Florence Osmund advises authors to write/right for the market, and Lucy V. Hay goes into how to avoid a half-baked idea.

If you’re working on the opening scene of your book, Katharine Grubb lays out eight awful beginnings you want to avoid.

For those developing their stories, David Bell gives us 5 tips for navigating a successful novel outline, Lori Freeland stresses telling your story forward, and Janice Hardy lists 5 ways to add internal conflict to your scenes.

Character complexity adds to a story. Kristen Lamb takes a look at understanding and harnessing the character’s blind spot, and Nathan Bransford explains that the climax should resolve your character’s desires.

At some point in your story, you may have to deal with a conversation among a group of characters. Dave King addresses crowd control: how to vary attribution in dialogue among a group.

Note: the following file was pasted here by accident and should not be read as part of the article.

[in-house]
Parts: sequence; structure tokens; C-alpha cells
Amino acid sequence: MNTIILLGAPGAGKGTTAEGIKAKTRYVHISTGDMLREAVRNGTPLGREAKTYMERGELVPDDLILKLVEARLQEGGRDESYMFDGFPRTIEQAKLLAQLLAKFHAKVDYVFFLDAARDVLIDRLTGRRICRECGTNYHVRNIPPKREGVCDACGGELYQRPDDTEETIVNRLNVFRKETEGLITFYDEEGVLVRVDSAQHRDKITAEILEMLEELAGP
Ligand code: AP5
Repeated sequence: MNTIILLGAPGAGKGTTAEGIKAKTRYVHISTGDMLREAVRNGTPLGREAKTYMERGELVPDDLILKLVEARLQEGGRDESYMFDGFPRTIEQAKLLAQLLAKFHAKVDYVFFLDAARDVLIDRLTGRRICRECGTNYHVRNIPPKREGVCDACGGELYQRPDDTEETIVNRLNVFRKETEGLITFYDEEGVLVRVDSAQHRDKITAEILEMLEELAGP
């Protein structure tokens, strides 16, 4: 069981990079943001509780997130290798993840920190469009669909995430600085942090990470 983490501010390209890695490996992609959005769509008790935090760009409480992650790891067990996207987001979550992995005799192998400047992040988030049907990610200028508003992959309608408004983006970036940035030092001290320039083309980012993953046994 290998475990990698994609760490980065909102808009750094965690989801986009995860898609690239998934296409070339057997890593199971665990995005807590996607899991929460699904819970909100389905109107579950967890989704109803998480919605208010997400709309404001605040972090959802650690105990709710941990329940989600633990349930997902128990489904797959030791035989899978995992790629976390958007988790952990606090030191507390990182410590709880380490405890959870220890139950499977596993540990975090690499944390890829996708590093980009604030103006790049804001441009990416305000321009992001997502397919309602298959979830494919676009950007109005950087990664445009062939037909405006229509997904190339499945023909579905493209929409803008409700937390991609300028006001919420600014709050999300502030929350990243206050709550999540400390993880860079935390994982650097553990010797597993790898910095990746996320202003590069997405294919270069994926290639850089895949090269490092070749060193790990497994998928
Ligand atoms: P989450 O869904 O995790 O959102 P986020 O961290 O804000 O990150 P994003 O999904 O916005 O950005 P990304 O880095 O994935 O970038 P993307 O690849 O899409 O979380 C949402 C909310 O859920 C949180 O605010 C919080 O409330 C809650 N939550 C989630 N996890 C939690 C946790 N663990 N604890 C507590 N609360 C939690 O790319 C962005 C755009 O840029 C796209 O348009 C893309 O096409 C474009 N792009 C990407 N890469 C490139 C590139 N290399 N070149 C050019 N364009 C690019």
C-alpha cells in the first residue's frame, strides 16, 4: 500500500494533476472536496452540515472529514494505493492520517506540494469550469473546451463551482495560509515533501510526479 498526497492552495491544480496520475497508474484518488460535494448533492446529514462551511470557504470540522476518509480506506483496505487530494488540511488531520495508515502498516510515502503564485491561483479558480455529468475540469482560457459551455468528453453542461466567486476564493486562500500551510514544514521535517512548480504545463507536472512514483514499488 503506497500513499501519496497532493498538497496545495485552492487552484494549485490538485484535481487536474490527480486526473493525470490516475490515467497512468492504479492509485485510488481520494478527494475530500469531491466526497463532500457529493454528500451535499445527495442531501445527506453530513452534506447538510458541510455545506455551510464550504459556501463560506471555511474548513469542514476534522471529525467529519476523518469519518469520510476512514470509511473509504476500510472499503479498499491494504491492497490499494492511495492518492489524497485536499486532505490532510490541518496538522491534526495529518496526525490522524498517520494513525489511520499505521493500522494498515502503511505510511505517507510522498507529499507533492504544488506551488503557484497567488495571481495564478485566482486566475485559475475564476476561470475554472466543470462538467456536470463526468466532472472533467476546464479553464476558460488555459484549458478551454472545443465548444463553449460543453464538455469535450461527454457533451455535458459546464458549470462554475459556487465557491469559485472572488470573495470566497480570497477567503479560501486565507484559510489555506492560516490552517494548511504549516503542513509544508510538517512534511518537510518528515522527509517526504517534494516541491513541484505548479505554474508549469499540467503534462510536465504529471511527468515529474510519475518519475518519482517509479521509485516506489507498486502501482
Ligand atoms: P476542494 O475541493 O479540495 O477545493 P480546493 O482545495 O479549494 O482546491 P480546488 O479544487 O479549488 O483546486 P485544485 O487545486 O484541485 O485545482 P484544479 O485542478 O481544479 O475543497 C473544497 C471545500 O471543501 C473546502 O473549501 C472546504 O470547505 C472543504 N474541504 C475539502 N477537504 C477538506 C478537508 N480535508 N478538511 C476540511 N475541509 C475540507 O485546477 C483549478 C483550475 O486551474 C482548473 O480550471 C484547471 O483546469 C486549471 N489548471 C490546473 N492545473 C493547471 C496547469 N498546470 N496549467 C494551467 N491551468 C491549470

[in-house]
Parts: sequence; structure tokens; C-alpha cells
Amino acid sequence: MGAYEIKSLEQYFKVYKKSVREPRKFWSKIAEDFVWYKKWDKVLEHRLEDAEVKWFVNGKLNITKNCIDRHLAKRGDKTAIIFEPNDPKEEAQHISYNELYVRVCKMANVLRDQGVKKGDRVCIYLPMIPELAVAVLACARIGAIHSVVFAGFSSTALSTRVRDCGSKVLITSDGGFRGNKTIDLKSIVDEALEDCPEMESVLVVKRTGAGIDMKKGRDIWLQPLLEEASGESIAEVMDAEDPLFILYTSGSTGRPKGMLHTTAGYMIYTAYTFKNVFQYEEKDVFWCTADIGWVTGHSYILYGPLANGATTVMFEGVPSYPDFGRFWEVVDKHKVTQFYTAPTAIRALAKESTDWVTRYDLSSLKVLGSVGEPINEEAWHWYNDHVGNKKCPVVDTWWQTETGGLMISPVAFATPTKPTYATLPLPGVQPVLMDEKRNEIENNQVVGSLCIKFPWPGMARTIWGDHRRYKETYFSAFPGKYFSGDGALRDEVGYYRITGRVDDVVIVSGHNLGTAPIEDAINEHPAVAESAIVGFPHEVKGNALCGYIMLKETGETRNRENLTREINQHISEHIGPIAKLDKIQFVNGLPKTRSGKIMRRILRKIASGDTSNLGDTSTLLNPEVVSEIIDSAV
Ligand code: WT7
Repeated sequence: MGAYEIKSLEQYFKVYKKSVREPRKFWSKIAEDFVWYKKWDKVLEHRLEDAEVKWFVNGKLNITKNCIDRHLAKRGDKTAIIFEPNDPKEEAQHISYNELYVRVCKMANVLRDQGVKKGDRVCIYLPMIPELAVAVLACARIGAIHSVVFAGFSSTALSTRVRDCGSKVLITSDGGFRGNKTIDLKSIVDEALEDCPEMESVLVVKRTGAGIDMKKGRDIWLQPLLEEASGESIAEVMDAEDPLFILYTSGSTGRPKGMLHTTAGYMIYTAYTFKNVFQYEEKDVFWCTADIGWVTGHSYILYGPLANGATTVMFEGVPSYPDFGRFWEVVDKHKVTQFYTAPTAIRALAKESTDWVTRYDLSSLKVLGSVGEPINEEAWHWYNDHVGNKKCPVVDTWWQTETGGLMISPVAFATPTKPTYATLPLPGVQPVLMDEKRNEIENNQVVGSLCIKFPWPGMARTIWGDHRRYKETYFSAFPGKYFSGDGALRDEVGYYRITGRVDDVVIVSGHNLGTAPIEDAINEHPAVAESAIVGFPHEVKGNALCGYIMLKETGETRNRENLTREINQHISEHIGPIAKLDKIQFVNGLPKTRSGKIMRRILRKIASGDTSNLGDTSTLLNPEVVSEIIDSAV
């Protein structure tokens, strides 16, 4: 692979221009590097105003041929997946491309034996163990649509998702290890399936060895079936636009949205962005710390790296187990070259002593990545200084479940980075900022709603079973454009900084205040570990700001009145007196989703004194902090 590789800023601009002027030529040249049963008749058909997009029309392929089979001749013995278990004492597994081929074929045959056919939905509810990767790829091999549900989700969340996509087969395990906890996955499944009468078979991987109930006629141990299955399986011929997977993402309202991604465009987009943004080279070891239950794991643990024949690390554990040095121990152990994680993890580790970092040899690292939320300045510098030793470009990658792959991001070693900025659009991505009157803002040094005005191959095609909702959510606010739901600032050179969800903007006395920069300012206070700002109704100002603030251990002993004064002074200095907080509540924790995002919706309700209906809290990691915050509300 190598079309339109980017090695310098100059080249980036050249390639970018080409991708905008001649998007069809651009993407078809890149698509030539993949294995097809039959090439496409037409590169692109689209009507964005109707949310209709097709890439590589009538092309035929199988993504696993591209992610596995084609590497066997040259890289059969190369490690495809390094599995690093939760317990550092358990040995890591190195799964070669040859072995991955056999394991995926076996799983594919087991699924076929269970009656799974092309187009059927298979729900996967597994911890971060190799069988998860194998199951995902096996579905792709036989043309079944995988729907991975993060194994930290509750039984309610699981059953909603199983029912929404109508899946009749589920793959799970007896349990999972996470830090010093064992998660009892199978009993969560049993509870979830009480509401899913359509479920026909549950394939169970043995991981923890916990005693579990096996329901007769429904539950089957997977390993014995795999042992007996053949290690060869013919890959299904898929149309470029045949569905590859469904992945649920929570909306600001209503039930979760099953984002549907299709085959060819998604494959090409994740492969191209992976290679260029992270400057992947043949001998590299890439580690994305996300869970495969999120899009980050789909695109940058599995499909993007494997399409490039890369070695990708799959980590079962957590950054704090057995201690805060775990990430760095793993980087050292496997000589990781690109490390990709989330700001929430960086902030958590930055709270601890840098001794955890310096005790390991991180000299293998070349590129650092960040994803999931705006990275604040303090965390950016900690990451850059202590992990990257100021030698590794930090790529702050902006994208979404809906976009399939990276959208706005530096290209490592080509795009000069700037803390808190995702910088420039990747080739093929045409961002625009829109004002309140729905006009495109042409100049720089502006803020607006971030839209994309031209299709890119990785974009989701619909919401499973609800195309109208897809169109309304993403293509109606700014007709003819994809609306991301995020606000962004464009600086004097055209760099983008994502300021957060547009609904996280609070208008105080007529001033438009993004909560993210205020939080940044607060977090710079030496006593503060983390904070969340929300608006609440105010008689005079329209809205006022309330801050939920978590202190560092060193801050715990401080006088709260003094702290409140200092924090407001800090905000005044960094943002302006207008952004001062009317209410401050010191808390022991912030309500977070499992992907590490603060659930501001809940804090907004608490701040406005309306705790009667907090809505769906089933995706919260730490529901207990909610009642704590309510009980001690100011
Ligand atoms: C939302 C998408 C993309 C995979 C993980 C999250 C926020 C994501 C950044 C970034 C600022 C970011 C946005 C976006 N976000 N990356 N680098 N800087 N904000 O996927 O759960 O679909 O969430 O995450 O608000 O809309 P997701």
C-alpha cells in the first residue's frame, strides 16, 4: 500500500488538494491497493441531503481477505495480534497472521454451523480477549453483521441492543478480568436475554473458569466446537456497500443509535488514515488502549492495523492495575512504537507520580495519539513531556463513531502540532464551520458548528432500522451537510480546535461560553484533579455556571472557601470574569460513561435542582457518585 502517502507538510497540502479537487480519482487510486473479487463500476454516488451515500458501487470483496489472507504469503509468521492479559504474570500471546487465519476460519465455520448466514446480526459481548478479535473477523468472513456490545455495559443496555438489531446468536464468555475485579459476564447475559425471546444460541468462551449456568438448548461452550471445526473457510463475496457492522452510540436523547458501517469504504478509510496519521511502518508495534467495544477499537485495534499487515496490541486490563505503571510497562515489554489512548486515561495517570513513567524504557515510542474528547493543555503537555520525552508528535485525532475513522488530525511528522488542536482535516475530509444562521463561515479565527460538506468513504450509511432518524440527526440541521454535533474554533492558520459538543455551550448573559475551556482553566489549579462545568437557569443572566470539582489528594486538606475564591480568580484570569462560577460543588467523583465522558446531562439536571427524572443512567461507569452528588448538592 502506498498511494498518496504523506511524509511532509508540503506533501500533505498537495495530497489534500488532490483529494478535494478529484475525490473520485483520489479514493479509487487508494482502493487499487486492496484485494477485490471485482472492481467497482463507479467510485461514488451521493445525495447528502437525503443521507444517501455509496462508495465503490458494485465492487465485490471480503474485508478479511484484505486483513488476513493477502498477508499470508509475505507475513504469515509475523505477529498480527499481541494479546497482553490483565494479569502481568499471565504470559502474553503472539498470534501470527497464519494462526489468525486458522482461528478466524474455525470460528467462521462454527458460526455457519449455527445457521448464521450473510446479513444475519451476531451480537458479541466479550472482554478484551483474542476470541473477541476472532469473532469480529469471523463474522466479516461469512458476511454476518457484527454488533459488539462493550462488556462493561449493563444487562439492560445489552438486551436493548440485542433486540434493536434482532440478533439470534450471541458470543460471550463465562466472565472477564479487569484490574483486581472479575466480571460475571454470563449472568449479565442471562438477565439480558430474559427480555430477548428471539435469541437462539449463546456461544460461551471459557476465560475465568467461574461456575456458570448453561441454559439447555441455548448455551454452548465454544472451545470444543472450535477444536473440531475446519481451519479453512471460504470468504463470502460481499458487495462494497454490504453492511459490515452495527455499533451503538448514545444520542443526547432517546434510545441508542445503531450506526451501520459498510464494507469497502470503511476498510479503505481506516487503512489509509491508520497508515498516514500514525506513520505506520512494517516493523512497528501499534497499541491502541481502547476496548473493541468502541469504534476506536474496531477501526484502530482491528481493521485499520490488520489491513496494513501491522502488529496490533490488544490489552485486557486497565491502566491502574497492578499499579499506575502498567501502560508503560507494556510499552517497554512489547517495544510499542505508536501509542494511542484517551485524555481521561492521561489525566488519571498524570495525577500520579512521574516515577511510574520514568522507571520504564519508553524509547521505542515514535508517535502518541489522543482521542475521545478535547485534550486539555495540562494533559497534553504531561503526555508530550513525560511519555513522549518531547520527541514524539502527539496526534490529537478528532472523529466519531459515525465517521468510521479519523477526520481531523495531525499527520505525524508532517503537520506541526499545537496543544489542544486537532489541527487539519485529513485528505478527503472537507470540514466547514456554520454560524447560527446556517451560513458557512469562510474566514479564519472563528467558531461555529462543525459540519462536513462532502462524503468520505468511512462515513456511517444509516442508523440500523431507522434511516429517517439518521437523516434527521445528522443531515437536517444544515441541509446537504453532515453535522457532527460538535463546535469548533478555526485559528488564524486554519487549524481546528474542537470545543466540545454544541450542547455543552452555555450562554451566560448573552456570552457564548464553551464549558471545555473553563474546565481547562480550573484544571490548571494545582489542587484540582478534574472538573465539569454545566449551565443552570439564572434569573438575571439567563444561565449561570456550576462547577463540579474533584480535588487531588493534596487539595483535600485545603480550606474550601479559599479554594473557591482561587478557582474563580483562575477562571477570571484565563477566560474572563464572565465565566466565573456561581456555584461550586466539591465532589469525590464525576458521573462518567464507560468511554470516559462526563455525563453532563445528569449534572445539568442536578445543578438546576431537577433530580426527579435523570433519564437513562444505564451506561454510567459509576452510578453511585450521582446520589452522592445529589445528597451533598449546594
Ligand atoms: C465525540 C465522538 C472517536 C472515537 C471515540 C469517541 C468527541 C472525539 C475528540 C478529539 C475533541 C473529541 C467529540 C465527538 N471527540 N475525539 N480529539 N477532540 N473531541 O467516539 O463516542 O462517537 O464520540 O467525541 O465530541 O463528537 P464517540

When that draft is finished and it’s time for revision, Stavros Halvatzis recommends striking superfluous words from sentences, Rochelle Melander talks about revising your book for word choice, and Writer’s Digest‘s Robert Lee Brewer clarifies when to use systemic vs. systematic vs. institutional.

Having other eyes read your finished manuscript is vital, but Dario Ciriello suggests picking your beta readers carefully: harsh does not equal honest.


The Author Chronicles, Top Picks Thursday, J. Thomas Ross, grain field and trees




For authors following the traditional path to publication, Janet Reid answers the question: when you totally botch your query, how do you recover?

Tasha Seegmiller discusses the fairy tale vs the reality of publication.

Layla Mohamed writes that UK publishing must decolonize, and Sian Cain adds that the Black Writers’ Guild calls for sweeping change in UK publishing.

Porter Anderson reports that Macmillan is making major changes in its management approach to address issues of diversity and inclusion.

Dahlia Adler provides information about editing a YA anthology.